The overall image is one of Arpaio as a true American. Sherman writes in Joe’s Law: “Sheriff Joe is conspicuously Everyman, with distinctly American manners, beliefs, and ideas. […] He is one of us, accessible and comprehensible…”
This image of Arpaio as a pragmatic “average Joe” who gets things done belies his deep involvement in politics.
The Washington Post’s recent article on the Birther Movement reveals the long-standing relationship between Arpaio and Donald Trump:
The sheriff was an early supporter of Trump, endorsing him in January as a "great patriot." The two have a much longer history, though: Arpaio was one of the first public figures to align himself with Trump’s obstinate mission to “seek the truth” about Obama’s birth certificate.
Trump is just one of the many politicians Arpaio has endorsed; Republican candidates often seek his endorsement because of his strong anti-immigration stance.
Arpaio’s enthusiasm for the birther myth is a good example of what happens when his dogged, “I do what I want” attitude collides with the world of politics.
The East Valley Tribune’s five part investigation into Arpaio’s illegal immigration enforcement effort won the 2009 Pulitzer Prize for local reporting.
One of the last articles in the series is “Why no one is willing to hold Arpaio accountable.” In it, Paul Giblin and Ryan Gabrielson describe how Arpaio’s political power prevented other elected officials from speaking against him:
But politics are clearly the main reason very few will get into a public fight with the popular sheriff, who responds to his critics through news release blasts. His political ties run deep; he’s often allied with state lawmakers and city officials. Earlier this year, he campaigned for Republican presidential candidate Mitt Romney.
County and federal agencies that have oversight over — and some ability to restrict — his operations have done little to interfere with Arpaio’s broad enforcement effort. Agency officials, many of whom are elected themselves, cite his widespread popularity with voters. They are reluctant to even talk about him.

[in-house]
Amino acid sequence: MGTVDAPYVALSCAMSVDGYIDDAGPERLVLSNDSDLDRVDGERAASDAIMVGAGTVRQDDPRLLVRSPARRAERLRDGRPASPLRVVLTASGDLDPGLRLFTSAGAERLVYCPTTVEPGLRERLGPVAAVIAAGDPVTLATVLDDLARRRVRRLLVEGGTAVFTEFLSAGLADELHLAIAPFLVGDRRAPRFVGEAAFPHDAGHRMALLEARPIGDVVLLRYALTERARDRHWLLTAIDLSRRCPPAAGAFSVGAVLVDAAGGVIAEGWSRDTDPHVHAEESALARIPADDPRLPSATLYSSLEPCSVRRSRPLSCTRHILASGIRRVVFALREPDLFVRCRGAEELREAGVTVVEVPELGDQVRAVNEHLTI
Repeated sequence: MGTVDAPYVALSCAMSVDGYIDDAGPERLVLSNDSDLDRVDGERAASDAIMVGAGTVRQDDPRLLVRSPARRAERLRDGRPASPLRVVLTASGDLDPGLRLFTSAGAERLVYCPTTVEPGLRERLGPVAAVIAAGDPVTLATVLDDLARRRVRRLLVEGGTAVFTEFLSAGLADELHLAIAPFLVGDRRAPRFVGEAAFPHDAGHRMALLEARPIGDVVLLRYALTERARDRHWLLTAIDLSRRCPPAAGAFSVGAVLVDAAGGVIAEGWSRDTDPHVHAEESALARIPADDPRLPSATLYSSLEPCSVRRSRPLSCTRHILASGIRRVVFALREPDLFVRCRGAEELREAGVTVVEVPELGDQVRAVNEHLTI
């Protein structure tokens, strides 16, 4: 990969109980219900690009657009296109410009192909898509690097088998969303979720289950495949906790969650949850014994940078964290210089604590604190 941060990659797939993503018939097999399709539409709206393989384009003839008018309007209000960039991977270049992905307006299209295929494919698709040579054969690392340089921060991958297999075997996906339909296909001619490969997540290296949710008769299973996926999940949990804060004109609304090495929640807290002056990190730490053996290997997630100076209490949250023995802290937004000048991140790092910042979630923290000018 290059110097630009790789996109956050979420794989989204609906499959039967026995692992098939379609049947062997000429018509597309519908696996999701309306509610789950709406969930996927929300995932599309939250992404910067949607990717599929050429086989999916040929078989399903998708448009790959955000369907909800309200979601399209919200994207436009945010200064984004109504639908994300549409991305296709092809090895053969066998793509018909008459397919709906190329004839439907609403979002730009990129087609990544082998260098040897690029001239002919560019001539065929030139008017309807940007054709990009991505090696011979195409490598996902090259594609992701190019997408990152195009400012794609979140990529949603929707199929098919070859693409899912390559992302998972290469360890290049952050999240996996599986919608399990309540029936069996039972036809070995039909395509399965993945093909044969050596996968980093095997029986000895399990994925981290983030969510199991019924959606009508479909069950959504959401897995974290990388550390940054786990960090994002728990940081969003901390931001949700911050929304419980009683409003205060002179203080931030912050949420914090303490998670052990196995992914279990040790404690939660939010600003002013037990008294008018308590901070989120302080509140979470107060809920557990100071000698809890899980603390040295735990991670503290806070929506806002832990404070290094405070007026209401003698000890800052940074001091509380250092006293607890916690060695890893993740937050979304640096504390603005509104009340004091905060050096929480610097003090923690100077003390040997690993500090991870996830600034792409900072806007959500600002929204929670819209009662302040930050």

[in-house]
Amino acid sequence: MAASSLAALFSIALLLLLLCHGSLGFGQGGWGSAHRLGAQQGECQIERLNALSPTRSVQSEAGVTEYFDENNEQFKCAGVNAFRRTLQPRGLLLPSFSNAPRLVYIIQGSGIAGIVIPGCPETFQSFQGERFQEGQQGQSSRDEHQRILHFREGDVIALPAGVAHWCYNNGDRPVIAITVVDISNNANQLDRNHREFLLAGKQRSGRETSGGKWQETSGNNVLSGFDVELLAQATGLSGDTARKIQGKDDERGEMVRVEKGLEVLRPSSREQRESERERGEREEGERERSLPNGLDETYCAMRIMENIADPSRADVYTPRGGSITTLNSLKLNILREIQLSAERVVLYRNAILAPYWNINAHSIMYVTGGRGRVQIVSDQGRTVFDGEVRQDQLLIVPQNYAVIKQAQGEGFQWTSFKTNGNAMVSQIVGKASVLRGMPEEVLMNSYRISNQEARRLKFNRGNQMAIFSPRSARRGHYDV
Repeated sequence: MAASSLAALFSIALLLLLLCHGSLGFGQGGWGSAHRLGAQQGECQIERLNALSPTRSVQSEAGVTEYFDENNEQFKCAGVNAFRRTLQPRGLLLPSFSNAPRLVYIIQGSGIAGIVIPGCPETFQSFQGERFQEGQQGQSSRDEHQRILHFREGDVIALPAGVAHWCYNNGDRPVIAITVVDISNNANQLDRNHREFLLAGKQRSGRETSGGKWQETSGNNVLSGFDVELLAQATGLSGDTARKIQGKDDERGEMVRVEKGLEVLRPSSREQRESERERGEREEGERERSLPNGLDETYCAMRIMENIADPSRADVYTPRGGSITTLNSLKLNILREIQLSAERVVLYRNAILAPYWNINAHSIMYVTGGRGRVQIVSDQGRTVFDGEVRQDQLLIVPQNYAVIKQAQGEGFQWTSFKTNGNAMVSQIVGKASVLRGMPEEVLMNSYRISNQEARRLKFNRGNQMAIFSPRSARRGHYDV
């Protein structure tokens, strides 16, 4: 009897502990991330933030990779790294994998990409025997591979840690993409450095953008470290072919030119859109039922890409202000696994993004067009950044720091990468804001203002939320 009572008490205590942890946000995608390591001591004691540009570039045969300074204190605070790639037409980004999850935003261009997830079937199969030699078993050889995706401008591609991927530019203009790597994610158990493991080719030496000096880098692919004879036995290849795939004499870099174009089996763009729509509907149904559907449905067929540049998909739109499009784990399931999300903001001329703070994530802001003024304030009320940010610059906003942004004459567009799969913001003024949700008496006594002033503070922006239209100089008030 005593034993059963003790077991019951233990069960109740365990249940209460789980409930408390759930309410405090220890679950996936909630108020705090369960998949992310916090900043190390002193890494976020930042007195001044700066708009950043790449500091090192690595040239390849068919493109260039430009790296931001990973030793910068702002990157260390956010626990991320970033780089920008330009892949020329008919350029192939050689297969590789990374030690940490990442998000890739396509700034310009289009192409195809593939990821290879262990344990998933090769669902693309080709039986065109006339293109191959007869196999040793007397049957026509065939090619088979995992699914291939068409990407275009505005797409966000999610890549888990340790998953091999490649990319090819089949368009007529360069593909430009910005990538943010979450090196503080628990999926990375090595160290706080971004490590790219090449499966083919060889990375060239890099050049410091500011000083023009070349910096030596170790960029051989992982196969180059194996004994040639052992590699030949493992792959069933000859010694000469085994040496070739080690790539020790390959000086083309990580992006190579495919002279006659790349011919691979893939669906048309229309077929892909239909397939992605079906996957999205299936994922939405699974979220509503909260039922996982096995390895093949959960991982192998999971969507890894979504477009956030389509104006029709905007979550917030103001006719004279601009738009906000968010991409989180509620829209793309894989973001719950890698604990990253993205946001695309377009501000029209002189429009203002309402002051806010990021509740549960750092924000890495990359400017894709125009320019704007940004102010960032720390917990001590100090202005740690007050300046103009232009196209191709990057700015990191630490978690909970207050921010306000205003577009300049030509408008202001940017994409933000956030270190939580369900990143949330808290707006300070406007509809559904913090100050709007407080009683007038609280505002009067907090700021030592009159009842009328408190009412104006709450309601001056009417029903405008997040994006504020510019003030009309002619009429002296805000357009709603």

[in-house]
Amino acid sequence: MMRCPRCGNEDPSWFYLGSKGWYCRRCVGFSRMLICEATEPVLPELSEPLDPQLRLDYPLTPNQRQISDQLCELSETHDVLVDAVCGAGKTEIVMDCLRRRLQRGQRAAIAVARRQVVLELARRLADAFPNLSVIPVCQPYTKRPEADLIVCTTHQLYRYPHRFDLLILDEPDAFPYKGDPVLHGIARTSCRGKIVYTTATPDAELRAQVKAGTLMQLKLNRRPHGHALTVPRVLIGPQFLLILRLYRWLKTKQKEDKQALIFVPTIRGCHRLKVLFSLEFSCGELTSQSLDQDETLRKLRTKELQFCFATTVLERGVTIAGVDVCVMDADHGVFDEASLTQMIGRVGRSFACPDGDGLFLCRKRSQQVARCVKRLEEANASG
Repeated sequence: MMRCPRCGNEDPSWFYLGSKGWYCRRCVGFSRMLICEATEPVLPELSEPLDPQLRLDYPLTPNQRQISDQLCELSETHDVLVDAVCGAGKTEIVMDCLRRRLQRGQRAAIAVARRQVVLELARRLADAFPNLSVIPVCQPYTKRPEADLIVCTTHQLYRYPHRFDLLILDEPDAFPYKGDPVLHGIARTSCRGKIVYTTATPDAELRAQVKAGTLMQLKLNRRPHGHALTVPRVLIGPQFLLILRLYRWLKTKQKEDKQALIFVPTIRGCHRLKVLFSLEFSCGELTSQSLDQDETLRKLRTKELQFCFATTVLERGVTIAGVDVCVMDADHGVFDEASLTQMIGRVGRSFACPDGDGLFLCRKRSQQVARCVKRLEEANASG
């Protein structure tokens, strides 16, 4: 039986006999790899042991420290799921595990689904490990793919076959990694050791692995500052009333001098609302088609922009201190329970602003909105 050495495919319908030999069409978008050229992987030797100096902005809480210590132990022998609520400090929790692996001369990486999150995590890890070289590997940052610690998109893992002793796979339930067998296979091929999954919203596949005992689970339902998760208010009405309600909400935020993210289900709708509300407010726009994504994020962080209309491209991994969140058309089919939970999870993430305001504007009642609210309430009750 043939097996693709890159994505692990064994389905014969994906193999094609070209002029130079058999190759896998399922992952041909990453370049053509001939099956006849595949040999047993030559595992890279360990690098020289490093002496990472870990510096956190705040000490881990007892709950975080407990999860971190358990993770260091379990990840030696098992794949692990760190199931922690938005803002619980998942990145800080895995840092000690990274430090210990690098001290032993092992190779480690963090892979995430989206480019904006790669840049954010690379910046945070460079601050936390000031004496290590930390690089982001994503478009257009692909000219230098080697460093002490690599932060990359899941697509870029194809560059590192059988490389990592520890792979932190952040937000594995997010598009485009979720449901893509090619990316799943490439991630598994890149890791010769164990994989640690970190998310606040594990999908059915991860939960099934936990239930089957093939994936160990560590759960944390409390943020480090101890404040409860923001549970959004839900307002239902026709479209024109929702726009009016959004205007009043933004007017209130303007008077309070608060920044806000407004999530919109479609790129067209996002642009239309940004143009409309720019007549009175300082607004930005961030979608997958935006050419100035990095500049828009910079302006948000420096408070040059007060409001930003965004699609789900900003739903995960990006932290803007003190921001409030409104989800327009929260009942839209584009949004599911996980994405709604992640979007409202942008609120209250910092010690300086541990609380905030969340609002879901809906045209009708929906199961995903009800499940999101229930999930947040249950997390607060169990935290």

In March, Phoenix Mayor Phil Gordon was the first high-level elected official to publicly go against Arpaio’s immigration sweeps. In a speech to the annual Cesar Chavez Day luncheon, Gordon — fed up with crime suppression operations in northeast Phoenix that drew hundreds of protesters and fears of violence — accused Arpaio of going after “brown people with broken taillights.” He urged other political and civic leaders to speak out against what he saw as clearly racist roundups.
But his call to action went largely unanswered. Some church organizations and Hispanic activists wrote letters and organized protests at meetings of the Maricopa County Board of Supervisors and elsewhere, but broad support for Gordon never materialized.
Midway through Richard Montoya’s NOGALES, the character Kat Rodriguez reminds us: “somehow we’re all complicit.” Arpaio is a man in the spotlight, with a varied history of public legal battles, political entanglements, and controversial acts. But the Arpaio brand is only possible because of a long legacy of many people looking away.
Come see Sheriff Arpaio and the other characters of Nogales this weekend at Magic. Tickets available here.